In 1945 an Arab peasant named Muhammed Ali and his brothers discovered a jar at the base of a cliff near the town of Nag Hammadi in Upper Egypt. Inside the jar were 13 leather-bound papyrus books (codices). The manuscripts were immediately caught in a web of family rivalries, black market trading, and international intrigue, but finally they resurfaced and began to be studied by scholars. The Nag Hammadi "library," as it is often called, turned out to be a treasure trove of ancient Gnostic texts.

The 13 codices contained 52 tractates (individual writings—Coptic translations of Greek texts from the second and third centuries A.D. Out of those 52 tractates (which included a partial translation of a very short passage from Plato's Republic), 40 were Gnostic writings that scholars had never seen before. Most are secret apocalypses and/or "revelation" discourses. The collection also includes gospels (the most famous of which is the Gospel of Thomas), acts, and epistles. They combine pagan, Jewish, and Christian ideas and reflect the two major Gnostic schools of thought, the Sethian school and the Valentinian school. Many of the texts emphasize the Apostle Thomas. (This is now often called Thomasine Christianity.)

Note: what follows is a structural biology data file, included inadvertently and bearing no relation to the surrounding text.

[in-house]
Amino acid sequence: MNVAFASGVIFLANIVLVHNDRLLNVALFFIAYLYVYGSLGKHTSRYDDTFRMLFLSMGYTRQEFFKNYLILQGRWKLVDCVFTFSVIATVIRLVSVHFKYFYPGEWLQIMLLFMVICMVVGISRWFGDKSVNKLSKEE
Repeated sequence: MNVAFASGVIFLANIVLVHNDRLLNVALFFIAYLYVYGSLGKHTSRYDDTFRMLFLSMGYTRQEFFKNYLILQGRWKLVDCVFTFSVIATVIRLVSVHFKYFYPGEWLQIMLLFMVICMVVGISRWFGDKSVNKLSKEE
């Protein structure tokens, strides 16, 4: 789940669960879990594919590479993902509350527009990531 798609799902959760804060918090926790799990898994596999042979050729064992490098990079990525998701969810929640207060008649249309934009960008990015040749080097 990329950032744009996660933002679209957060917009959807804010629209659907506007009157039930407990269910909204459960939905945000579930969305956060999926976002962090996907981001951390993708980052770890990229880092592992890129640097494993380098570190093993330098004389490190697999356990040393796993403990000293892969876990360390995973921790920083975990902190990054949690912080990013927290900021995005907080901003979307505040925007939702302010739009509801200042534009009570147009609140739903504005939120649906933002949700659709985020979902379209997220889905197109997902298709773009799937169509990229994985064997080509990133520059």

The origin of the collection remains somewhat mysterious, but most likely the texts were buried by priests and monks from a nearby monastery that had been founded in the early fourth century by Pachomius, the "father" of communal monasticism. The priests may have collected them in order to refute them or, just as likely, to seek some spiritual benefit or wisdom from them. The burial was probably prompted by Bishop Athanasius' Easter letter in 367, in which he condemned heretical and non-canonical books.

The Nag Hammadi ...

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